When the World Was Still
The city spread out in circles before them, pristine and sparkling white. Waiting for dawn like a new bride waits for her lover, the sounds of song and music rising in the air, heightening the anticipation.
He loved this day, watching the sun peek over the mountain tops, seeming to hesitate for a long, breathless moment before suddenly bursting into golden radiance, and flooding the plain below Gondolin with honeyed light.
A soft thump on the wall next to him announced the arrival of another, and he smiled without looking, already knowing whom it was. "You were almost late."
"Yes, and you almost clipped my ear off yesterday, but look!" The merry elf turned, pushing back golden strands of silky hair to reveal the leaf-shaped ear, quite intact. "Almost is nothing, Ecthelion, or have you not learned that yet?"
It was impossible to become annoyed with Glorfindel when he was in such high spirits. Typical. His friend was not one to hold back anything, and though he certainly was not an elfling, he had the joyous heart of a child. It was one of his most endearing traits, and not one Ecthelion would see dimmed by the darkness that walked the lands. Nodding, absently pushing a wisp of silver hair behind his ear, the Lord of the Fountains fingered his flute. "Yes, I know, my friend."
Friends, and such opposites in many ways. One silver as Telperion, one gold as Laurelin. Ecthelion was of a far more even temperament, slow to anger, deliberate in his actions. He had lived many long ages in Endor, even before the coming of the Noldor. His heart told him it was likely that many elves would make the journey to Mandos' Halls, both in the fight against Morgoth, and, tragically, in the mad quest for the stones some desired over near everything.
Yet here was Turgon's city, shining and white, pure, untouched by the blight that walked the land.
Ecthelion shivered, wispy fragment of a vision coming back to him, haunting him like the barely remembered notes of a song. Turgon was sure none would find the city. They would be safe.
"Why so somber, old friend?" Glorfindel interrupted the silver haired elf's musings, squeezing his shoulder. "Or do you search for that maiden that so captured your attention several nights ago?"
Looking into the cobalt-blue eyes, gleaming with the light of stars and a light now lost to the world but for the two globes that sailed the skies, Ecthelion smiled. "Nay, you giddy elfling. I was but recalling how long we toiled at building this beauty before us, and asking Elbereth for wisdom that I might not be persuaded to more of your mad schemes."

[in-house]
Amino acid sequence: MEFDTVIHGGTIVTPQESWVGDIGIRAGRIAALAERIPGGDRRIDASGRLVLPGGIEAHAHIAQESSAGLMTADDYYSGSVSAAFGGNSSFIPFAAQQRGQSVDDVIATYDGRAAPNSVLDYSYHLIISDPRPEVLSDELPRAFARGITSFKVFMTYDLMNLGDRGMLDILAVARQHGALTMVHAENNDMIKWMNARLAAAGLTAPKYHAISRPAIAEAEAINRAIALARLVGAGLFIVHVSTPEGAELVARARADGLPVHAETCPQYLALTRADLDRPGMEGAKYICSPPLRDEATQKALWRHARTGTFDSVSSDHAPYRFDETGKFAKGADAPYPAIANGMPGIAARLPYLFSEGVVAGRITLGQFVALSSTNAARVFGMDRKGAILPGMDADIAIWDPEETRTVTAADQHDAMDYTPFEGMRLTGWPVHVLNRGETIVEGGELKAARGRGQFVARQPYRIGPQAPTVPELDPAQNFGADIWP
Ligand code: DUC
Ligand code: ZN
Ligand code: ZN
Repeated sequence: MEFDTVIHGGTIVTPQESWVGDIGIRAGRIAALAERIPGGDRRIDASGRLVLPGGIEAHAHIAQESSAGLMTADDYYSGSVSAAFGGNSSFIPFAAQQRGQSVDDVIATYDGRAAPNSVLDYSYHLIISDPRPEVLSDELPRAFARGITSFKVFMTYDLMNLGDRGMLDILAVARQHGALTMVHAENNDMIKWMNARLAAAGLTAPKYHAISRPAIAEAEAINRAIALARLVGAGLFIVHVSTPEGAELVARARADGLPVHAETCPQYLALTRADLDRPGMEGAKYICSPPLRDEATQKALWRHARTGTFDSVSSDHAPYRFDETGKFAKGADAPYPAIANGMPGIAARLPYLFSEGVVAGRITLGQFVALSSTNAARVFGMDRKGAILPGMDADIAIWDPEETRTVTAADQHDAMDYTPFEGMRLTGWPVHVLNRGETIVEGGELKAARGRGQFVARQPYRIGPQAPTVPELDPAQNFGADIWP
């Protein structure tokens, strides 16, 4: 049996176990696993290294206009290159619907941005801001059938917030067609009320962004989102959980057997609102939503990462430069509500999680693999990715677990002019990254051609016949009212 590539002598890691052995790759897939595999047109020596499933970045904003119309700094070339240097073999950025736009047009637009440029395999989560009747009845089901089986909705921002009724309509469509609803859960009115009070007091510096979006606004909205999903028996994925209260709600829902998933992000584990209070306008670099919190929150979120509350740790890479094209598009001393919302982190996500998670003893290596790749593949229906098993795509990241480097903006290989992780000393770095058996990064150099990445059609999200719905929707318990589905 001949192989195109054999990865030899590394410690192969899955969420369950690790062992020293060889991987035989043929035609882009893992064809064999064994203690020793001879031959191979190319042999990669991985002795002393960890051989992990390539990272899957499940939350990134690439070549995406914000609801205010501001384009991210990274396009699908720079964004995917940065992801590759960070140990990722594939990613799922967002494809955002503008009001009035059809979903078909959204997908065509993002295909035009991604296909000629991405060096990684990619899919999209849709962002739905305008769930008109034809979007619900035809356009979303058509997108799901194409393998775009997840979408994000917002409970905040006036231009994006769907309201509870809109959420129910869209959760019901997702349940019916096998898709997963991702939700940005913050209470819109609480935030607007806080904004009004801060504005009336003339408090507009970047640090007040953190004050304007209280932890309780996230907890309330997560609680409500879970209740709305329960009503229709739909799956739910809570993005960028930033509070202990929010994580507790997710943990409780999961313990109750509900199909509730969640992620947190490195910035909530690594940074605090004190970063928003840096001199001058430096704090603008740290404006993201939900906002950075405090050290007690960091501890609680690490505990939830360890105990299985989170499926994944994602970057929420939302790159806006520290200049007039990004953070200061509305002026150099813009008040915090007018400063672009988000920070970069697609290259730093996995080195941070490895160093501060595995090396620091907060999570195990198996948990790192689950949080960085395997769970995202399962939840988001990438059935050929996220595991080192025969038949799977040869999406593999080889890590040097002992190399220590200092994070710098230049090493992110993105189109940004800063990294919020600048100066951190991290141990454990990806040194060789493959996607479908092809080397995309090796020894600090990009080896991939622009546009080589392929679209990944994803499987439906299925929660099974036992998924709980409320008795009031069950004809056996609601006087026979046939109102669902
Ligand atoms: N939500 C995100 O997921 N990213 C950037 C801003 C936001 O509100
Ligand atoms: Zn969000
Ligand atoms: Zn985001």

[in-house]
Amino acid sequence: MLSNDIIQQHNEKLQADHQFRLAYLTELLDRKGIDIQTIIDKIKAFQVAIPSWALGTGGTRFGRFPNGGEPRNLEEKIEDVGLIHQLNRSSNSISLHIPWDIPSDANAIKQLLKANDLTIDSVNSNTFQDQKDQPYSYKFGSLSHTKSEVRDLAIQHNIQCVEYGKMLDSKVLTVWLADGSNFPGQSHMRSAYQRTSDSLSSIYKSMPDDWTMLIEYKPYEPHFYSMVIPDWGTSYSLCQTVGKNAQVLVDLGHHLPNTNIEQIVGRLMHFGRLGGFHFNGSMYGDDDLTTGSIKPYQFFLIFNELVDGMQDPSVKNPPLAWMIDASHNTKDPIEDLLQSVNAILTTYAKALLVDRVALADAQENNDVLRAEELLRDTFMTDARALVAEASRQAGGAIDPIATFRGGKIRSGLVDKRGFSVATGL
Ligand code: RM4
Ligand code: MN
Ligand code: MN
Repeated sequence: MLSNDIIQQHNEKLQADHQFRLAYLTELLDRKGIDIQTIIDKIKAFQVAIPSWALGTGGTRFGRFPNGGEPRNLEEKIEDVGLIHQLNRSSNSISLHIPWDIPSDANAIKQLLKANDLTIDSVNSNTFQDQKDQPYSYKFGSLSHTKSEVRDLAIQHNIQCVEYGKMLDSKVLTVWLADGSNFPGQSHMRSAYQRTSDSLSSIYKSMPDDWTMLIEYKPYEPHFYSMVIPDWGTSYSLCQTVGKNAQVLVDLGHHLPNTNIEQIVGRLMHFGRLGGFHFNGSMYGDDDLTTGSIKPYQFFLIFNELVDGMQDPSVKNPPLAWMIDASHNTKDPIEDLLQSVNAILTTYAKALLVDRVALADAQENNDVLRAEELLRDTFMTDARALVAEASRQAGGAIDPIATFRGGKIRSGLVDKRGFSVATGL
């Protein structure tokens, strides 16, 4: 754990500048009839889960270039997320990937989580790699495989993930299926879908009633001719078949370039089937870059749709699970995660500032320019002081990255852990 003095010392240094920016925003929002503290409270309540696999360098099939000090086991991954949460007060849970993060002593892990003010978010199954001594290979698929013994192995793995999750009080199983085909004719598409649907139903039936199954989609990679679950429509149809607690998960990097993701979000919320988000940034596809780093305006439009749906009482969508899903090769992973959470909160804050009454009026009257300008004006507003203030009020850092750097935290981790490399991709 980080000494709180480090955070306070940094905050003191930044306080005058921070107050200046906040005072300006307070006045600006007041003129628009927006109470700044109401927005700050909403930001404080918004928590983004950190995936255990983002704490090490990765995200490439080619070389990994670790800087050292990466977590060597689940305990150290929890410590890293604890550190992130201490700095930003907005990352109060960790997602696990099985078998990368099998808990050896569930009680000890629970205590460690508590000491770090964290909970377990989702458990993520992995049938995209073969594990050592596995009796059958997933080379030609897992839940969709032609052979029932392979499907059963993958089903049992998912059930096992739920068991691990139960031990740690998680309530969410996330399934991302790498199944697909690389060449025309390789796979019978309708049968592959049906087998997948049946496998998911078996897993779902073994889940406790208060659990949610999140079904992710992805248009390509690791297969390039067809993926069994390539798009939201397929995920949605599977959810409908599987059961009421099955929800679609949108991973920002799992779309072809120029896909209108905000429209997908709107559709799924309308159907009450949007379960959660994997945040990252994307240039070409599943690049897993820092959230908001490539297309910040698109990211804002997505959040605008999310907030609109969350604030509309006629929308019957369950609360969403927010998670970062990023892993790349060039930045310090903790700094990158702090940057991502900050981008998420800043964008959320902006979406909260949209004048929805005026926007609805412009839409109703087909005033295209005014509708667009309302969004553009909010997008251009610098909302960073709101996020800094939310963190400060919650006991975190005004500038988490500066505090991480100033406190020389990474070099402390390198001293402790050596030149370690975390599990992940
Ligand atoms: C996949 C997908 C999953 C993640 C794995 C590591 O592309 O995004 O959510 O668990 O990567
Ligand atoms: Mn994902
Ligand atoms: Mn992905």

One elegant golden brow lifted in a delicate arch. "'Twas not my idea to serenade Idril on her conception day, was it? I certainly never would have suggested doing so from the top of that..." Glorfindel grimaced, gesturing towards the crafted trees of which Turgon was so proud. "...thing."
"Our king is mightily satisfied with that so-called thing, milord. I would mind my tongue were I you."
Grinning merrily, Glorfindel shook his head. "Have I ever?"
"Nay." Ecthelion shook his head, wry smile curving his mouth. "You speak from your foolish heart and beguile even those who would come against you with that charm of yours."
The golden elf swept a courtly bow with a flourish of his deep blue cape. Straightening, he chuckled. "Someone must speak truth when others would but flatter."
"Or stay silent, I know, my friend." Ecthelion sighed. "I promise I will be silent no longer in the face of foolishness." He slanted a look sideways, smirking. "Even if it 'tis your foolishness I must decline."
Glorfindel snorted. "I have never sought to hold anyone's tongue, friend or otherwise." Bending, he swept the harp he had brought along into his hands. "If I am a fool, then I expect you to tell me...before all others, please. I would rather hear it from a friend."
Chuckling, Ecthelion raised his flute in a salute. "I promise."
A nod from Glorfindel and both elves turned to face the mountains again. The silver strains of Ecthelion's flute whispered on a breeze, growing stronger as the sun's gold blossomed behind the mountains. When she burst into the sky, soaring upwards like one of the Great Eagles, the elves of Gondolin raised voices and song, blending seamlessly with the cries of the Eagles as they too soared in the sky to welcome Anar in her summer reign.